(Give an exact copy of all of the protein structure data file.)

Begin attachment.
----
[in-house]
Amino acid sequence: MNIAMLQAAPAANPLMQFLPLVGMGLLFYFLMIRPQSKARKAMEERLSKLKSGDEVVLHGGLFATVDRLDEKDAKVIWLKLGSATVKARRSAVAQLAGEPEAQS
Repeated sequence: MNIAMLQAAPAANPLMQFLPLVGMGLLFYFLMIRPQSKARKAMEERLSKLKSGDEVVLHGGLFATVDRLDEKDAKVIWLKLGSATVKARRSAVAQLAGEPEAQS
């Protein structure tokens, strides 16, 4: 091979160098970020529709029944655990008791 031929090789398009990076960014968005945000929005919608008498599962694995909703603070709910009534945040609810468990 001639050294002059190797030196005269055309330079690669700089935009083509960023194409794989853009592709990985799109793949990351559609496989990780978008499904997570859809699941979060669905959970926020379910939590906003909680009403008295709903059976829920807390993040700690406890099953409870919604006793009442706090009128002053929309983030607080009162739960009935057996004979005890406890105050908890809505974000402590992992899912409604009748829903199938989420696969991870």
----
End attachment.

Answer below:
[in-house]
Amino acid sequence: MNIAMLQAAPAANPLMQFLPLVGMGLLFYFLMIRPQSKARKAMEERLSKLKSGDEVVLHGGLFATVDRLDEKDAKVIWLKLGSATVKARRSAVAQLAGEPEAQS
Repeated sequence: MNIAMLQAAPAANPLMQFLPLVGMGLLFYFLMIRPQSKARKAMEERLSKLKSGDEVVLHGGLFATVDRLDEKDAKVIWLKLGSATVKARRSAVAQLAGEPEAQS
């Protein structure tokens, strides 16, 4: 091979160098970020529709029944655990008791 031929090789398009990076960014968005945000929005919608008498599962694995909703603070709910009534945040609810468990 001639050294002059190797030196005269055309330079690669700089935009083509960023194409794989853009592709990985799109793949990351559609496989990780978008499904997570859809699941979060669905959970926020379910939590906003909680009403008295709903059976829920807390993040700690406890099953409870919604006793009442706090009128002053929309983030607080009162739960009935057996004979005890406890105050908890809505974000402590992992899912409604009748829903199938989420696969991870």